Saturday, August 24, 2013

GENTING HIGHLANDS BUS CRASH: 'We're just glad bus didn't explode'

Investigators from the Malaysian Institute of Road Safety Research (Miros) examining the wreckage of the bus that plunged into a ravine in Genting Highlands, killing 37 out of its 53 passengers.

A smoking worker nearly sets rescue crew aflame after wreckage started leaking fuel

RESCUE personnel had a close call when the stage bus they were lifting from Wednesday's crash site started leaking fuel.

About 100 firemen and police personnel at the scene reacted immediately to avert another catastrophe.

As soon as the wreckage was laid down on the road after being hauled up by a mammoth crane, diesel started flowing from the fuel tanks onto the road. Recovery personnel scrambled to put sand and earth as well as sawdust from their rescue vehicles to plug the tanks.

Before anyone could breathe a sigh of relief, a foreign worker ambled into view with a lit cigarette, risking a massive conflagration, just metres from the wreckage.

An alert policeman shouted at the foreign worker, who immediately stubbed out his cigarette.

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Operations to lift the 14.5 tonne wreckage from the 60m-deep ravine began at 10am .

Genting Fire and Rescue Department chief M. Mahandran said rescuers did not find any signs of a fuel leak when conducting search and rescue operations following the accident.

The bus was lifted vertically after a hook was attached to its towbar.

"We saw diesel leaking from the bus as soon as it was placed on the road. We are just glad the bus didn't explode," he said, adding that the bus had about 20 litres of diesel left in its tanks.

The bus was only moved after the tanks were emptied.

"We scaled down to the wreckage 30 minutes after the accident, and as we neared the scene, some of the survivors called out to us, asking to be saved.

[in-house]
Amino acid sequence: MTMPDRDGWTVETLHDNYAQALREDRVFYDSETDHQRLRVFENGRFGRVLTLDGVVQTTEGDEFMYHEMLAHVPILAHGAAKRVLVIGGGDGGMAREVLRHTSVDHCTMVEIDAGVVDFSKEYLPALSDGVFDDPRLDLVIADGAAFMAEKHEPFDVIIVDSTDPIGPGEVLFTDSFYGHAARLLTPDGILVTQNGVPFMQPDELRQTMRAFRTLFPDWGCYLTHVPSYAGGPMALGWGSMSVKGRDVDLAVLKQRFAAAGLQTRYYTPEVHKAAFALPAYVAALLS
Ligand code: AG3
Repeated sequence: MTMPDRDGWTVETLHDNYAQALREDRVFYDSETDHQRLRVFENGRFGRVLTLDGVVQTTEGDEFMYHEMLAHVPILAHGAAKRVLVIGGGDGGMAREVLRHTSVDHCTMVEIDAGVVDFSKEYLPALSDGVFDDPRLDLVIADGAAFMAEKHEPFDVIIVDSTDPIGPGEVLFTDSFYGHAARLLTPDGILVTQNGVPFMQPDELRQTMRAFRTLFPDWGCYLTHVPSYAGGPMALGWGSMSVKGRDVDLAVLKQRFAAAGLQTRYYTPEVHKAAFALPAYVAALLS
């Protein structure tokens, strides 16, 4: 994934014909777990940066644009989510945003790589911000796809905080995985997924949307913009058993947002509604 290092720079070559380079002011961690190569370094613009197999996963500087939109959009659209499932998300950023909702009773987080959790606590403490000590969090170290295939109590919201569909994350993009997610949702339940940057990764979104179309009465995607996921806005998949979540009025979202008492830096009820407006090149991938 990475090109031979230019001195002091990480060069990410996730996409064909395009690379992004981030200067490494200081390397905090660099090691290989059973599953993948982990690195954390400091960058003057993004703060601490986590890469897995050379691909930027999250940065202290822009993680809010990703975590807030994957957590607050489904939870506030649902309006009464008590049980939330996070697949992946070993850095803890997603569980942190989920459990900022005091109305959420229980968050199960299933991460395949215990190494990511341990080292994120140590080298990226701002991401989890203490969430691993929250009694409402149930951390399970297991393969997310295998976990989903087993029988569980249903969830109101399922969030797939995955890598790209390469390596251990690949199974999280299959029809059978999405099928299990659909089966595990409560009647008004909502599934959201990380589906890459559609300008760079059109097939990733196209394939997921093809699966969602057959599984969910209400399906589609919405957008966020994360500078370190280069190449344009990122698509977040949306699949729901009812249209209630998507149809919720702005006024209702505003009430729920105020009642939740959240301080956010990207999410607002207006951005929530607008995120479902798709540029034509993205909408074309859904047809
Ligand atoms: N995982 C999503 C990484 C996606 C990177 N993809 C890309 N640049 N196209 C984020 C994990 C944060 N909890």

"By the time we got to them, some of them could not hold on any longer. I saw several of them die in front of me," said Mahandran.

His biggest relief was when he saw two survivors trapped in the last row of the bus.

Bentong district police chief Superintendent Mohd Mansor Mohd Nor said Puspakom and Road Transport Department engineers would examine the wreckage to determine the cause of the accident.

The bus was taken to Bentong police headquarters, and operations to clear the scene of the crash was called off at 4.15pm yesterday.

The bus was carrying 53 passengers when it plunged into the ravine, killing 37 and injuring 16.

Meanwhile, Health Minister Datuk Seri Dr S. Subramaniam said as of 2pm yesterday, 11 bodies remained unclaimed at Kuala Lumpur Hospital.

Of the total, six remained unidentified. Of the five identified, three were confirmed as foreigners. He said 25 bodies had been released to their next of kin.

He also called on those with information that could lead to the identification of the victims to come to HKL's Forensics Department.

Dr Subramaniam said all 16 survivors were recovering. One was moved to the normal ward from the intensive care unit (ICU), after showing progress.

In George Town, a wake was held for one of the victims, Tan Chor Boon, at his home in Sungai Pinang.

His sister, Choo Kee, 60, said her brother, who worked at a resort in Genting Highlands was headed for Kuala Lumpur to seek medical attention.

Tan leaves a wife, five daughters and two sons. His remains will be cremated at the Mount Erskine crematorium at 2pm on Sunday.

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